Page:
April 1, 2021: Maundy Thursday
One of the many books that we read with Hazel is a book called “What is love, Biscuit?” Now, Biscuit is a little yellow puppy who belongs to this little girl; the two of them are the main characters of the story. And this early reader’s book repeats the same question on each page: “what is love, Biscuit?” And a reply is always there: it’s the soft blanket the cat uses to warm its kittens. It’s the crunchy cookies we bake with Dad. It’s the warm woolen blanket Grandma knits. It’s the sweet kisses Biscuit shares with the little girl. Love is this nice, warm thing that makes everyone feel nice.
We explore the idea of love a lot in our culture. It’s a feeling between two people that makes a relationship last, the kind of love that gets repeated in weddings and in romantic movies and shows up on Hallmark cards. Love is the warmth of a truly supportive friendship, the trust you build with a person who’ll be with you through thick and thin and always has your back. Love is the constant bedrock of family, even when you don’t like everyone all the time. Love gets thousands of songs and poems and movies, all trying to present a particular way of understanding love. But what happens when we ask Jesus what love is?
Because that’s what he’s talking about to his disciples tonight. Not just talking though; he’s showing first. We know this scene: he takes off his outer robe, wraps a towel around himself, and washes his disciples’ feet. That’s love. That’s the love that Jesus calls his disciples to have. Jesus humbled himself in a way that would have embarrassed—not just shocked—his disciples. It’s not a warm, fuzzy love, but a bold, shocking, world-changing love. But what does that mean to us, when we don’t do this foot washing thing—and in fact, we don’t have a ready example of something we all agree is utterly beneath our dignity to do for someone else? How can we really grasp just how completely offensive the love that Jesus calls on us to embody actually is?
That love, Jesus’ own love, commands us to see whole people. And while that may seem easy enough, it’s far too easy for us to turn people into ideas, or stereotypes, or lists of qualities, or statistics that are much easier to ignore or dismiss. It’s easier to ignore the humanity of people if we label them criminals and shut them away in prisons. It’s easier to pretend it’s justifiable to have school lunch debt if we paint it as the parents’ fault for failing to provide. It’s easier to dismiss systemic racism if we assert that history has no effect on a person. It’s harder to see the hurt and pain and struggle of each individual human being, and ask what love is calling you to do about it.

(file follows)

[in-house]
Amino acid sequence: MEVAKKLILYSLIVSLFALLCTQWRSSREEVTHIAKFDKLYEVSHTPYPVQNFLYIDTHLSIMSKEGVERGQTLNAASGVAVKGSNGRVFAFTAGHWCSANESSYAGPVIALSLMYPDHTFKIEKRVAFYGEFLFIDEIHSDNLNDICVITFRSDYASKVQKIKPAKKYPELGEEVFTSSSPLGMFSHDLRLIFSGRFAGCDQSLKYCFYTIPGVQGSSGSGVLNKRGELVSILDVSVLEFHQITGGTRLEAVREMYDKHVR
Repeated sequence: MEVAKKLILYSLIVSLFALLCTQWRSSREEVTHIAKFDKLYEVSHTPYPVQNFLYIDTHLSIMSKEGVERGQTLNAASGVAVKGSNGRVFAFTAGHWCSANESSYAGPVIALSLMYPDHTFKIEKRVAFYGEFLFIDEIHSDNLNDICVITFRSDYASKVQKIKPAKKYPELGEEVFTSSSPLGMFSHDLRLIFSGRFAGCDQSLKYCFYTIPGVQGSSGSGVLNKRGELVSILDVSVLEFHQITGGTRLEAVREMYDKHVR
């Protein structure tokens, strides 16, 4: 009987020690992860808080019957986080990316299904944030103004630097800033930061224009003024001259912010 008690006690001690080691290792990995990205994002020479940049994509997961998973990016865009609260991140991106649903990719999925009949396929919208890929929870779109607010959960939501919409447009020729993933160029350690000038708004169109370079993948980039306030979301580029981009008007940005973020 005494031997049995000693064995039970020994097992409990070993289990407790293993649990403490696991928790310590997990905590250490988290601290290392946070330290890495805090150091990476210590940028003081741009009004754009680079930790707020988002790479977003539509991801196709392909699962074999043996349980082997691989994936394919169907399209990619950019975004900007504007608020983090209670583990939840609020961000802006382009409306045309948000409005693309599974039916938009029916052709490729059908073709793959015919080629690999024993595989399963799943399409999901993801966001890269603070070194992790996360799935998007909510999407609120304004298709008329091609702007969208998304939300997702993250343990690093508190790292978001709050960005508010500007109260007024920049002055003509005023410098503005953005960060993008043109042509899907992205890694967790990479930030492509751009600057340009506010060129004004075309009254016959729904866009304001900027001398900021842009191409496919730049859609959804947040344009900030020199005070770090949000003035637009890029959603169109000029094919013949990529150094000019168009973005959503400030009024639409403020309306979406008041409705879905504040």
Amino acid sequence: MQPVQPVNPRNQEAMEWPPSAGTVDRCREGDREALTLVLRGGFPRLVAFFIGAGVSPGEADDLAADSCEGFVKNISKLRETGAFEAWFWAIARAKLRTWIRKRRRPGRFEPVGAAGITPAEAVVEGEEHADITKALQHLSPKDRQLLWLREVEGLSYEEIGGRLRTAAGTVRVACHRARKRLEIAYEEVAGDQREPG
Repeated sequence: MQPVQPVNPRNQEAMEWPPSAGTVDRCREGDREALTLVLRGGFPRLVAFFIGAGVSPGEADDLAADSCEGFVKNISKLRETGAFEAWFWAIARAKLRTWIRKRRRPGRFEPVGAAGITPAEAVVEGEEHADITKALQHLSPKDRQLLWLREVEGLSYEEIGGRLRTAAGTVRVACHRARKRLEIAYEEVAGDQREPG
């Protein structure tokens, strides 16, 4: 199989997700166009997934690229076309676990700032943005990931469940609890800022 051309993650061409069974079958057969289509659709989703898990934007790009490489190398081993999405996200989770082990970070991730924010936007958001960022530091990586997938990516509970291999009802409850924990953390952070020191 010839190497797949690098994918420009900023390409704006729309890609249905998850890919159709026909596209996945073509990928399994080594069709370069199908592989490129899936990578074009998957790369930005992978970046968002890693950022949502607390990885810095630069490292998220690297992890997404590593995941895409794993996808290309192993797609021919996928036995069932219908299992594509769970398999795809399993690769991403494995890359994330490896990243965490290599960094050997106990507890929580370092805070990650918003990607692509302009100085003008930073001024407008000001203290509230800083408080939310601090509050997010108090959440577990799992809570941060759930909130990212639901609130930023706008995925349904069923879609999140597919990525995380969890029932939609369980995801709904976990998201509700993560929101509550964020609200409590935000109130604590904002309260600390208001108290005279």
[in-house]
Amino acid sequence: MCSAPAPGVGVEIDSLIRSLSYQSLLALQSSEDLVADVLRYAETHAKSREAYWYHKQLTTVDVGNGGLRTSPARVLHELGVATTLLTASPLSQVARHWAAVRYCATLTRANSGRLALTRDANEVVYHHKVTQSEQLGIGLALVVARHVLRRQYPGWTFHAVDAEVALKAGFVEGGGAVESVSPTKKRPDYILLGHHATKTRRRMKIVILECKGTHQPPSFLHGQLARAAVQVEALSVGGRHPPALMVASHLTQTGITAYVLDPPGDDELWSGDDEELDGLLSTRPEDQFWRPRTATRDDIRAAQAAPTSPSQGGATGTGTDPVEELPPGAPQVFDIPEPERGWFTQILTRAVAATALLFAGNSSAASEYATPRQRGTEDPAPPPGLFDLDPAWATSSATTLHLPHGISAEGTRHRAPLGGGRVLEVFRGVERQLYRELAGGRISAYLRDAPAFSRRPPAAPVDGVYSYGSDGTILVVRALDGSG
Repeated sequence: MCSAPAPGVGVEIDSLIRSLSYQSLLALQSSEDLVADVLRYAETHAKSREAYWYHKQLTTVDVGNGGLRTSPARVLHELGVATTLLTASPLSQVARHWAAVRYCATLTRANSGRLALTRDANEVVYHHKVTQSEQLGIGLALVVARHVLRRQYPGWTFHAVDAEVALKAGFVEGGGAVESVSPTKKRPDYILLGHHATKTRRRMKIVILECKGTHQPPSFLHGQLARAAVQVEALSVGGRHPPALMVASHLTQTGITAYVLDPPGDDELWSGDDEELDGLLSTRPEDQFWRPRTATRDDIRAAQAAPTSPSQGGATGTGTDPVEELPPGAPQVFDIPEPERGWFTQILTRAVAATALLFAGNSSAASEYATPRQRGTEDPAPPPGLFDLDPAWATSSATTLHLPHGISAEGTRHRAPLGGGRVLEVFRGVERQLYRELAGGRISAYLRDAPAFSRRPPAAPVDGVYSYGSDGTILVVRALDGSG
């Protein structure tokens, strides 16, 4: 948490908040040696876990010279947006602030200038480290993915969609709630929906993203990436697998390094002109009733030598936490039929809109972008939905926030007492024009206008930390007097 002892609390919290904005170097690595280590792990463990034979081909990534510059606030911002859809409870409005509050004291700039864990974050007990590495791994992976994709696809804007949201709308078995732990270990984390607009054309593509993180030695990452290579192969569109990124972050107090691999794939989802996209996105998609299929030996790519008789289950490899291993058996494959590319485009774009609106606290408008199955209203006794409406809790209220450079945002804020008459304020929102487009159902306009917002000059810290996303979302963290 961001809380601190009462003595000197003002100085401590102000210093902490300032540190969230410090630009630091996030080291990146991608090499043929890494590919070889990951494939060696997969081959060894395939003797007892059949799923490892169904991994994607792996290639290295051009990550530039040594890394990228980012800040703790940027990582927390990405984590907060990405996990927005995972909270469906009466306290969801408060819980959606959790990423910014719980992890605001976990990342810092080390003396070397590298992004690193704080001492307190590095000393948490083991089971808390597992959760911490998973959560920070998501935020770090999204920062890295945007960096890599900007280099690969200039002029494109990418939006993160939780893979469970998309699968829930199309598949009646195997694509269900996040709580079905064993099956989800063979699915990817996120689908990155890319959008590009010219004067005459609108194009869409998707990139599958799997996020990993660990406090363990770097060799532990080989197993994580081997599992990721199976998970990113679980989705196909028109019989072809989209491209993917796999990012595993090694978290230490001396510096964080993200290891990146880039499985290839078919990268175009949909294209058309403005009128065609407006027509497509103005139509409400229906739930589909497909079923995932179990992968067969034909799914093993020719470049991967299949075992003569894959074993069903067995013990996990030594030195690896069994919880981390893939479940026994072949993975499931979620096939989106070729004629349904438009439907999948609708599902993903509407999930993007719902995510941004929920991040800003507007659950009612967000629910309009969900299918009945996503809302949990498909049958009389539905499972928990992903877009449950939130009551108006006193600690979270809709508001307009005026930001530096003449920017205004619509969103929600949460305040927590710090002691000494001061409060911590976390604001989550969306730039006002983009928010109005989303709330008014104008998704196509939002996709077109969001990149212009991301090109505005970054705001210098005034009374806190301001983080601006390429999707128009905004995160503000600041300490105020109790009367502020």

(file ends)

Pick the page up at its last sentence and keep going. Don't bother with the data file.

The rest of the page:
It’s all part of what Jesus said about the new commandment. “Love one another, just as I have loved you.” How Jesus loved us. How Jesus loves us. Jesus’ love isn’t just a sentimental warm feeling. The love that he embodies, how God so loved the world, is terrifying in its scope. It’s the kind of love that takes centuries-long hatreds between Jews and Samaritans and erases them in a moment, centering the dignity of other people before the pride of old grudges. It’s the kind of love that flips tables and damages merchandise because the greed of the few is killing the needy many. It’s the kind of love that feeds thousands without fretting over encouraging dependency or taking any consideration of whether they are worthy of such charity or not. It’s the kind of love that looks into the eyes of the one he knows for a fact will betray him, and washes his feet anyway. It’s the kind of love that will so fundamentally change the world that it must be killed, now, brutally, so no one gets any ideas.
The love Jesus commands of us is a challenge, because sentimental love is so much easier. It’s easier to share love with people who are likeable, who are near us, who are in our circle of people, who agree with our worldview or share our values. That sentimental love doesn’t expect us to do anything. If I can say I love my neighbor, but am never asked to do anything for them, what does love mean, exactly? How is that answering Jesus’ commandment that he embodied in washing his disciples’ feet? Sentimental love doesn’t change anything. But the love Jesus commands changes everything.
And that kind of love—the kind of love that makes an impact on the world, that makes us ask the question of who are these human beings we are called to love—that kind of love is dangerous. Because we may not like change much as individuals (this past year reminded us of that), but the Powers are existentially threatened by it. If we loved the way Jesus loves, then suddenly the Powers can no longer justify violence against others. The Powers can no longer get us to hate. The Powers can no longer harness our fears so we won’t argue when the poor, the marginalized, the demonized, and the broken are targeted because at least they’re not the ones we love.
But that is the love that Jesus commands of us. He commands us to love like he loves, to see the people who are hurting, who are striving, who are groaning under the weight of the world. He commands us to take off our outer robe of sentimentality, of valuing respectability over dignity, of the freedom to generalize that lets us do nothing for our neighbor, and put on the robe of servant love that asks something of us.
So as you contemplate the Passion of our Lord this week, consider how his actions call you to act out the love he’s given you, and do it. Share hope. Humanize the other. Fight for justice. Weep with the weeping. Rejoice with the joyful. And see others.
Thanks be to God. Amen.